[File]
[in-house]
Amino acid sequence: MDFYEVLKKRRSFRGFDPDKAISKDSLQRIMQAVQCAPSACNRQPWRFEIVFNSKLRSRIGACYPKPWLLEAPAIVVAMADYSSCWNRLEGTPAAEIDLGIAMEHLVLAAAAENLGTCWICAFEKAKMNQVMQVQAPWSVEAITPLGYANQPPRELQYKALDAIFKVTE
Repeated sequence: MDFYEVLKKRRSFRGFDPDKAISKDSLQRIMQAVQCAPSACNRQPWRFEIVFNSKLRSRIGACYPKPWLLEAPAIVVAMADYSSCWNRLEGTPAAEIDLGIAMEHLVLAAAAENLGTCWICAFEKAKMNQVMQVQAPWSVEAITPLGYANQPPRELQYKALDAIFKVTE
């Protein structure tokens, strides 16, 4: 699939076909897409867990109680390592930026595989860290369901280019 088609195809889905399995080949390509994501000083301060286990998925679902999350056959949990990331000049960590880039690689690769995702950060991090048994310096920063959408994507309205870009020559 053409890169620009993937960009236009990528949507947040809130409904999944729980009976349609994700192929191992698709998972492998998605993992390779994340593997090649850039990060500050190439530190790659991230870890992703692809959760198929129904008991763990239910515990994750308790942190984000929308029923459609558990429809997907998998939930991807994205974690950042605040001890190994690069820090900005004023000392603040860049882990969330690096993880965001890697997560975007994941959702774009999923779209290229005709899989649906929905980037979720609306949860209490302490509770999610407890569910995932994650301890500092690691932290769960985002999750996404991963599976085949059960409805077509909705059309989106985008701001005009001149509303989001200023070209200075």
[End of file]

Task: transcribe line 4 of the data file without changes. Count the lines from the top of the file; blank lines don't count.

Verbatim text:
């Protein structure tokens, strides 16, 4: 699939076909897409867990109680390592930026595989860290369901280019 088609195809889905399995080949390509994501000083301060286990998925679902999350056959949990990331000049960590880039690689690769995702950060991090048994310096920063959408994507309205870009020559 053409890169620009993937960009236009990528949507947040809130409904999944729980009976349609994700192929191992698709998972492998998605993992390779994340593997090649850039990060500050190439530190790659991230870890992703692809959760198929129904008991763990239910515990994750308790942190984000929308029923459609558990429809997907998998939930991807994205974690950042605040001890190994690069820090900005004023000392603040860049882990969330690096993880965001890697997560975007994941959702774009999923779209290229005709899989649906929905980037979720609306949860209490302490509770999610407890569910995932994650301890500092690691932290769960985002999750996404991963599976085949059960409805077509909705059309989106985008701001005009001149509303989001200023070209200075």